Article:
The U.S. Department of Agriculture’s (USDA’s) Animal and Plant Health Inspection Service announced on January 27, 2011, that it would grant non-regulated status for alfalfa that has been genetically engineered (GE) to be resistant to the herbicide commercially known as Roundup. USDA first approved the commercial planting of GE alfalfa in 2005, but several environmental groups and alfalfa seed producers challenged the action.

A federal court in 2007 vacated the approval, ruling that the department had not adequately assessed the environmental impacts of the biotech crop, including the possible effect on organic and conventional farmers. The court ordered the department to do a full environmental impact statement and banned further planting of the engineered seeds. The U.S. Supreme Court overturned the ban on planting in 2010, but did not reinstate the crop’s approval. Monsanto Co. v. Geertson Seed Farms, 130 S. Ct. 2743 (2010).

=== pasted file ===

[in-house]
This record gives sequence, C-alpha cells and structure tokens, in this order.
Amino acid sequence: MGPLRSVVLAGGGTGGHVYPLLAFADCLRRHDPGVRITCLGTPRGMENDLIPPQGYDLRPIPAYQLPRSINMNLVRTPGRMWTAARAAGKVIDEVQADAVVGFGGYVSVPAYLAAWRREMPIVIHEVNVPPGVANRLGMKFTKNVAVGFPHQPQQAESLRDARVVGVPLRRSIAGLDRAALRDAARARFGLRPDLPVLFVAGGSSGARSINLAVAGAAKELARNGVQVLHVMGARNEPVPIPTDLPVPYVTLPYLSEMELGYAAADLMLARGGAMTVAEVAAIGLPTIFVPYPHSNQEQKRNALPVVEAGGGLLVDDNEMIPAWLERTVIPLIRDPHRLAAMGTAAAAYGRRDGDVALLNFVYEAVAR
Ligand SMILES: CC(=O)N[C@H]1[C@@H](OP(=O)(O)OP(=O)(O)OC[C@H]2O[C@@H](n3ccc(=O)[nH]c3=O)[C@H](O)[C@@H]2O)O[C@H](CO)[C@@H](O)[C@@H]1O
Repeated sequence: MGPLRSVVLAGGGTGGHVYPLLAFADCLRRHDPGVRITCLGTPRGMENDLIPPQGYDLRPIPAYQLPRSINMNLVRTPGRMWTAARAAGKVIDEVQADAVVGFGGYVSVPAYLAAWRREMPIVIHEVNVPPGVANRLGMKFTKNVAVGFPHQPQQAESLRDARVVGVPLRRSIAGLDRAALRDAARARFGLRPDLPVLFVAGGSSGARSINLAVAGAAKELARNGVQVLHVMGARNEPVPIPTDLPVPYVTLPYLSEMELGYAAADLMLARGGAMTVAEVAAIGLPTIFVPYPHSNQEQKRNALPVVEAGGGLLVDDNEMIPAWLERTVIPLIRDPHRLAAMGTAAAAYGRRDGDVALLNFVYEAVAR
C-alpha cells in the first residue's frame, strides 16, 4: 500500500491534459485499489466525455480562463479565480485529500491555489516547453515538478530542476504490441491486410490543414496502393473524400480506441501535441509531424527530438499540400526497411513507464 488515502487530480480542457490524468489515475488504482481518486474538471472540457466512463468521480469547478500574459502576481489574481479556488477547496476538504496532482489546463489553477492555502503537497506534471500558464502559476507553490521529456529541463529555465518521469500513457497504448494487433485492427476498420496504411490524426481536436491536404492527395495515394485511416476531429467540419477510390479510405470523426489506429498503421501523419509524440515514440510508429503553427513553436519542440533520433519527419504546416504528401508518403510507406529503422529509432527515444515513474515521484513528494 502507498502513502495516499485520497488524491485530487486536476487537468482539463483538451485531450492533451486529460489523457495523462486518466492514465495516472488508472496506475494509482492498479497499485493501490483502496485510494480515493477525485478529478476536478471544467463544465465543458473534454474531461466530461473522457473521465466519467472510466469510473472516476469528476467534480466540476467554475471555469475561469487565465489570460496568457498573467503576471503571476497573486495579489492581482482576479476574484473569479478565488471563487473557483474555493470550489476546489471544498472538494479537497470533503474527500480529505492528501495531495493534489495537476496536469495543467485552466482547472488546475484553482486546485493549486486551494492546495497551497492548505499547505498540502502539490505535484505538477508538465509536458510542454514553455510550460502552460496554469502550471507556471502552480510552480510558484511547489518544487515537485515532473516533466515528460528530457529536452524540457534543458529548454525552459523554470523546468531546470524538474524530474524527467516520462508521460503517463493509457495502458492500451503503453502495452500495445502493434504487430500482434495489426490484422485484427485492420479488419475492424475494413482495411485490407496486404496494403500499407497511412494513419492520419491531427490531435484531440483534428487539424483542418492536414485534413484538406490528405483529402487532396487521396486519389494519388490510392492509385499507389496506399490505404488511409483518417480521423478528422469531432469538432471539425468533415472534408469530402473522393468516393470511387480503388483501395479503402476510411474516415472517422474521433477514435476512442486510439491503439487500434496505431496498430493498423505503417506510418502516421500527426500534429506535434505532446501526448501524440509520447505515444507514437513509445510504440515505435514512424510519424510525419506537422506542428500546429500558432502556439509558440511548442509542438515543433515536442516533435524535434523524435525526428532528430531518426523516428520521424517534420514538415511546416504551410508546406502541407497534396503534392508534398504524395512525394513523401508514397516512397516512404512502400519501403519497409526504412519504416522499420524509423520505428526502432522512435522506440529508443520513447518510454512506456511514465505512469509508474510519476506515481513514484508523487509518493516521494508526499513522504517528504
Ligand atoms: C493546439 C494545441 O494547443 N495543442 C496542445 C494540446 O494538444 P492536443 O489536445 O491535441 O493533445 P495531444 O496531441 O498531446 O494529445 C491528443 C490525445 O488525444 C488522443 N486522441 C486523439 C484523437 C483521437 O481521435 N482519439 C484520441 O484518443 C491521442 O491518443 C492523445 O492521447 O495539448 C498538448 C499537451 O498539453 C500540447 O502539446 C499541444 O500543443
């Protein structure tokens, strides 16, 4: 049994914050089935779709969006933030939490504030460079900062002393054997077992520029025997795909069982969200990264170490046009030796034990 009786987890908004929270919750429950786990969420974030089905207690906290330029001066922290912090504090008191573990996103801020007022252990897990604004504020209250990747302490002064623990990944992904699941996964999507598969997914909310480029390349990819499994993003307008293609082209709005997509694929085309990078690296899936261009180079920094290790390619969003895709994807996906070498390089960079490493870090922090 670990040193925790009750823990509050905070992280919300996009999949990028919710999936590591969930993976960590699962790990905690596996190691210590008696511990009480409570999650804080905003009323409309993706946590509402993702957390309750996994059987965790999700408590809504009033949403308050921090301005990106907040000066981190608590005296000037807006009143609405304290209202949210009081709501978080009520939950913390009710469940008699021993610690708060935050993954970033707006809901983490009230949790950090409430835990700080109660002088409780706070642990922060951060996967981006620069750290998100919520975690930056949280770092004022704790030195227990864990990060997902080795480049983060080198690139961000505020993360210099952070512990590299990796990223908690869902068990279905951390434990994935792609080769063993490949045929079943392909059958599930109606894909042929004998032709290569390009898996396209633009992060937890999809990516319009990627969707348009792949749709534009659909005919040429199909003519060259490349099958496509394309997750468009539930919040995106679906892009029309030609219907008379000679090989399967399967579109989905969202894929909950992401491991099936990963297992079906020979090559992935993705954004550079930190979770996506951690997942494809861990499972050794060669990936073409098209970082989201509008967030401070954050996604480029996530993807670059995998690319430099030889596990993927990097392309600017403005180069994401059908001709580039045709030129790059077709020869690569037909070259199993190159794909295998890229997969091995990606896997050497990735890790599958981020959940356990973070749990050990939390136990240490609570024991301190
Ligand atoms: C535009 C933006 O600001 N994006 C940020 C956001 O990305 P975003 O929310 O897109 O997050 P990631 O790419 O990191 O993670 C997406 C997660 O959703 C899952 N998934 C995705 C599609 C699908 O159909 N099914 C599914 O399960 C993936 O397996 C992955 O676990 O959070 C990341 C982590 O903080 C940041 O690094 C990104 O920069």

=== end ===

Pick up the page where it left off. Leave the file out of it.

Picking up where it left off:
After releasing a 2,300-page environmental impact statement in December 2010, USDA met with a group of stakeholders “to discuss feasible strategies for coexistence between genetically engineered, organic and other non-genetically engineered stakeholders.” After the agency conducted what it describes as “a thorough and transparent examination” of the issues, it determined that “Roundup Ready alfalfa is as safe as traditionally bred alfalfa.” The deregulation will be effective when the agency’s decision is published in the Federal Register. See USDA Press Release, January 27, 2011.